Wednesday, Oct. 11, 2006 | That didn’t go so well did it? Among other things Boch, twice manager of the year, took a shot at being the baseball genius of all time by starting a pitcher old enough to have gout, a disease I thought had been eradicated by Jonas Salk, maybe Louis Pasteur? The old boy didn’t do all that badly but even two runs were too much to give up for a team that often as not scores none.

That and some mediocre play brought us to “wait ’til next year” again. I can handle that. I hail from Sevastopol, Indiana where everybody – all 32 of us – were Cub fans, folks who lived through all those years when our heroes would swoon just in time to avoid playing ball in October.

Still there were lots of memories and lots of big games, but, old as I am, I can never remember a game that could top San Diego’s big one. In my opinion it was the best postseason game of all time.

In 1984 there was only one round of playoffs. When the Pads sneaked in, most San Diegans were mildly happy to see them do that. The Cub fans were the ecstatic ones. Their perennial losers were finally “that close” to their first pennant in nearly 40 years and, possibly, their first World’s Championship since 1908, the year David Wells was born.

Most laid-back southern California dudes had other priorities such as surfing and saucing it up at the Beachcomber in Mission Beach. Why spend time worrying about a game played on dry land by guys from out of town who probably couldn’t tell a rip current from the green room? That’s with apologies to third baseman Tim Flannery who actually knew what both are and which one to go into.

Hell, local folks were so laid back there hadn’t even been much resentment in 1974 when the team packed up and was ready to leave for the nation’s capital. For some reason Ray Kroc stepped in and stopped that. He bought the team, and added an element of amusement for the fans, all by himself and his microphone.

Then came 1984. After the first couple games it looked as if rooting for the home team was a lost cause. The locals out-swooned the Cubs, dropped both, and were outscored 17 to 2 at Wrigley. I’m sure baseball purists in San Diego – if such existed – were disheartened at watching their guys fold so completely.

But baseball is not just a spectator sport in San Diego. The fans participate! Until the snooty folks at PETCO finally put a stop to it, bouncing a beach ball around the stadium was as much a part of the game as a home run. In the 70s, several fans marched with The Famous Chicken in the best ad hoc sports demonstrations the world has seen.

McNamara’s Band consisting of a Marine with a tuba, another with a drum, a tambourine lady (who had no idea how to play a tambourine), and a rag tag assortment of followers paraded around the stadium giving with an um-pah CHARGE in a vain effort to rev up the Pads. It didn’t work but it was fun watching or marching, whichever one decided to do.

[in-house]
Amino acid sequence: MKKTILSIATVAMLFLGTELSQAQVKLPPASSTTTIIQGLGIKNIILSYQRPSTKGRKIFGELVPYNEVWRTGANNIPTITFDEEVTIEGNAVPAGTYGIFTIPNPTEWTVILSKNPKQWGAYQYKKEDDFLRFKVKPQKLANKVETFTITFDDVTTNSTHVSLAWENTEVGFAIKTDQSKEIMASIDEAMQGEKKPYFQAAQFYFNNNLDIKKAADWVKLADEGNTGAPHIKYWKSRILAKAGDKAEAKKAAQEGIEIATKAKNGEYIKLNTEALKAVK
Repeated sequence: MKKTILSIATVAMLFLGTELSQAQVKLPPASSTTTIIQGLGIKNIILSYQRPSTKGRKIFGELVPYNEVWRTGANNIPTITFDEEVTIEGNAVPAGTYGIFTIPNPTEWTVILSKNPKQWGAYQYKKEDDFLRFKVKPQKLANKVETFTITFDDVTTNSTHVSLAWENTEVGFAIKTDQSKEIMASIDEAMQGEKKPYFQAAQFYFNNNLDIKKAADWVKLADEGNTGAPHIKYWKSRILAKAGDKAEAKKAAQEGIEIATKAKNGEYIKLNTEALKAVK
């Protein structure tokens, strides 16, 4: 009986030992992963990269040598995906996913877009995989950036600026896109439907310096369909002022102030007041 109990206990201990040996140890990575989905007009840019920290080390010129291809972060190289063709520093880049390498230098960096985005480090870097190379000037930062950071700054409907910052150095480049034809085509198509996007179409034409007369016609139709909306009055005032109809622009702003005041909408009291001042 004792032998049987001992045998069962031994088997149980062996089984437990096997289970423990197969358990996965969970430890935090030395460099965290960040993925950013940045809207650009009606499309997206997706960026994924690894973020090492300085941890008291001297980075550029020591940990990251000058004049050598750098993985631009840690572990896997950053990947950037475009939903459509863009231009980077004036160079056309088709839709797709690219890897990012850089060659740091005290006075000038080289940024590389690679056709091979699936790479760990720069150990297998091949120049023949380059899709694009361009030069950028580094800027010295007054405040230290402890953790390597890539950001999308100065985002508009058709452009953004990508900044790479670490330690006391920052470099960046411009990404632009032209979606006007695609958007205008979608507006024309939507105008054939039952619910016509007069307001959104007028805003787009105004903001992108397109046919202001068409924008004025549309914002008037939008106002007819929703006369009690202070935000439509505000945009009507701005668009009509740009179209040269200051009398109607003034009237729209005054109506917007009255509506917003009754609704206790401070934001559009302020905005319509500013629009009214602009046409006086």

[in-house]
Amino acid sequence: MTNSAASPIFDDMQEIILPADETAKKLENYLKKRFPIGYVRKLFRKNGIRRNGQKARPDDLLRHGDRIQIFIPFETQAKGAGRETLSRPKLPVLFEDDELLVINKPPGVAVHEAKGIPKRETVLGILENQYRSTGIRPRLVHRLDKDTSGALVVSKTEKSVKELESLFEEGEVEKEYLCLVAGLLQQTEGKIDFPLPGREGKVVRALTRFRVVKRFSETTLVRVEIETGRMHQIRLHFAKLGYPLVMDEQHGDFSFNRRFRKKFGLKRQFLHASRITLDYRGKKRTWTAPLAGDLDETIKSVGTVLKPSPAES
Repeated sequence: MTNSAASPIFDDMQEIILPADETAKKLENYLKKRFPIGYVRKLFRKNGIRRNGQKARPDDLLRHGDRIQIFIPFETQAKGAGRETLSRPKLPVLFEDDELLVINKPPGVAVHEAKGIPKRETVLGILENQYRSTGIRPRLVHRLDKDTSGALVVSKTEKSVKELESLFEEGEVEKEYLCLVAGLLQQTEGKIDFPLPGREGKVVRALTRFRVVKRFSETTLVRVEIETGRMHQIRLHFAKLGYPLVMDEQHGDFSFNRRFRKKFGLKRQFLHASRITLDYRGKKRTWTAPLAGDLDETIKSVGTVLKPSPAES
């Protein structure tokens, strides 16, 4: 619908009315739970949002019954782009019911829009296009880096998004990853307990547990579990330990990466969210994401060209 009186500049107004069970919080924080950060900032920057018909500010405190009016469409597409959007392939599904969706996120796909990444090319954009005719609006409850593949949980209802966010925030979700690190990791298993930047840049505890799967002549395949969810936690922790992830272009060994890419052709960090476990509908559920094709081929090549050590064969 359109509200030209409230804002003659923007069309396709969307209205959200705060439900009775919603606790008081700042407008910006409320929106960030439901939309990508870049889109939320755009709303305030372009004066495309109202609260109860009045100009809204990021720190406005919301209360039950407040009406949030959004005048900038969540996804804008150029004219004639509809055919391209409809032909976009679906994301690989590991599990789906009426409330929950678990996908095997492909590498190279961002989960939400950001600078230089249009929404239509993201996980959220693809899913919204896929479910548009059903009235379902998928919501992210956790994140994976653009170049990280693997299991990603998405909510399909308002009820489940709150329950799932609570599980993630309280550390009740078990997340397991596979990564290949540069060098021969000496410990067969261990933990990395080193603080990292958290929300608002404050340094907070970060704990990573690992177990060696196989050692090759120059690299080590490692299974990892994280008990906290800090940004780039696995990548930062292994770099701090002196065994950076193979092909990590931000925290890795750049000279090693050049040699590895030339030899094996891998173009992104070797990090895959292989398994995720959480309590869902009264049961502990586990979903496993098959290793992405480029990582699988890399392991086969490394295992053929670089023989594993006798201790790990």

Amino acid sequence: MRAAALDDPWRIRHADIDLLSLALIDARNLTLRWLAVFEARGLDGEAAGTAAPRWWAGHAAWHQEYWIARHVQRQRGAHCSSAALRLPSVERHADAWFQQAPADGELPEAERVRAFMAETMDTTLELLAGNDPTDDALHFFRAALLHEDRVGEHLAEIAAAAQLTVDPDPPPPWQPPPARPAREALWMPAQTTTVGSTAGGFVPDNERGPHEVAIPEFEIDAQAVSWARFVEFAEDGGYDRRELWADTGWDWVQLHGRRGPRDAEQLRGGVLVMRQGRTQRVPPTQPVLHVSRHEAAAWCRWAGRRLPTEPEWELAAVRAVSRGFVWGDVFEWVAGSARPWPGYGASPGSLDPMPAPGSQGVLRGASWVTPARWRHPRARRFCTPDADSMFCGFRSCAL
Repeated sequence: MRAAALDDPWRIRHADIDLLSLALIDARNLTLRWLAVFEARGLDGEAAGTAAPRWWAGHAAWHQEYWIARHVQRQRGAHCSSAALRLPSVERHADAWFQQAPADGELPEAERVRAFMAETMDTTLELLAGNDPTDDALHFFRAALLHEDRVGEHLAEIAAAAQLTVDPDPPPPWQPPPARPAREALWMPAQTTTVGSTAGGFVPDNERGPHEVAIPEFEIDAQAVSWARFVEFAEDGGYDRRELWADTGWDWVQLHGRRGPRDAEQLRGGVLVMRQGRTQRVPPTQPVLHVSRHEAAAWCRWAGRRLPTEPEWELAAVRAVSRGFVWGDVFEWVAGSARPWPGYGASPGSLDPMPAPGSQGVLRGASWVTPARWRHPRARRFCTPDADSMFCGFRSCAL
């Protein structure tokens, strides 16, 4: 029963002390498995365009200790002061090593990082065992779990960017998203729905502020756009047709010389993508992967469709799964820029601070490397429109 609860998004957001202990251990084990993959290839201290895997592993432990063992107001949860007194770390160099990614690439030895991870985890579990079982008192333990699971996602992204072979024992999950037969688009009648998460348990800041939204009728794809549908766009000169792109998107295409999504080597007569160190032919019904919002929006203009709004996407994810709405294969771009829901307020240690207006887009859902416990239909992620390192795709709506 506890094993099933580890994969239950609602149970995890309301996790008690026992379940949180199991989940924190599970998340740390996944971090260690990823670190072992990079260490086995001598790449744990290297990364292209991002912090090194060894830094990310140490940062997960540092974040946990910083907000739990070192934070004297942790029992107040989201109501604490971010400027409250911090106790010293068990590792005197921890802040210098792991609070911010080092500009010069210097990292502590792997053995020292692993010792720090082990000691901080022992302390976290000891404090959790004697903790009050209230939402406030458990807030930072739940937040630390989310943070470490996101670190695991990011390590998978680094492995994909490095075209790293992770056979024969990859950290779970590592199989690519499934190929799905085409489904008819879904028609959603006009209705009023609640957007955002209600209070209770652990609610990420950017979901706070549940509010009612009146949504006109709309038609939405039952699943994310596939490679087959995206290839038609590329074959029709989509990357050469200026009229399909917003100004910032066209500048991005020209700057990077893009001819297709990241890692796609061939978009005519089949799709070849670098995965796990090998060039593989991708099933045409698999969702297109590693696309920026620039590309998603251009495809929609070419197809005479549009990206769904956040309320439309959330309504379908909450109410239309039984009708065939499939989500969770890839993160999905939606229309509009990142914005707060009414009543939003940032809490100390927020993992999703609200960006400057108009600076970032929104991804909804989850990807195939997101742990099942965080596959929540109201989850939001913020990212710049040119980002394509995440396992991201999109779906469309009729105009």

And so it went into the playoffs. The Pads won the third game and there would be a fourth, and one more excuse for a party. I stood in line to get a couple tickets for the missus and me. All that were left were up high, very high, in the upper deck in left field. Hey, I could see the field. What more could you want?

During the player introductions, when each Cub’s name was announced, the fans shouted, en masse, “WHO’S HE?” Later when things slowed down, or often when it didn’t, restless fans would start the wave. Sometimes one would go one way, the other the opposite way.

Beach balls flew everywhere, all chased by hapless ushers. It was going to be a fun game no matter that it might be the last of the season.

And most of us watched the game itself, especially when the Garv came to bat. Then the aficionados made with a low pitched, eerie mantra: GAAAARRRRVEY GAAAARVEY. The man who wanted to become a senator responded by driving in five runs. When Gwynn was walked in the bottom of the ninth to get to our hero, a few fans started with the traditional BOOOOO, but the rest of us went with the mantra.

I don’t know what the Cubs pitcher, Lee Smith, thought of GAAAARRRRVEY echoing throughout San Diego Stadium, but he choked up one of the few gofer balls of his life. It was one that will live forever in the hearts of the 7 or 8 million people at the stadium that night.

The Garv smacked it out of the place. Well it was a few inches over the glove of Henry Cotter, Cubs’ right fielder, but far enough. My loyalty shifted southwest 1727 miles. I stood and cheered my first Republican since Dwight Eisenhower.

San Diego became a baseball town that night.

Keith Taylor is program chair for the San Diego Association for Rational Inquiry. He can be reached at Or, send a letter to the editor.

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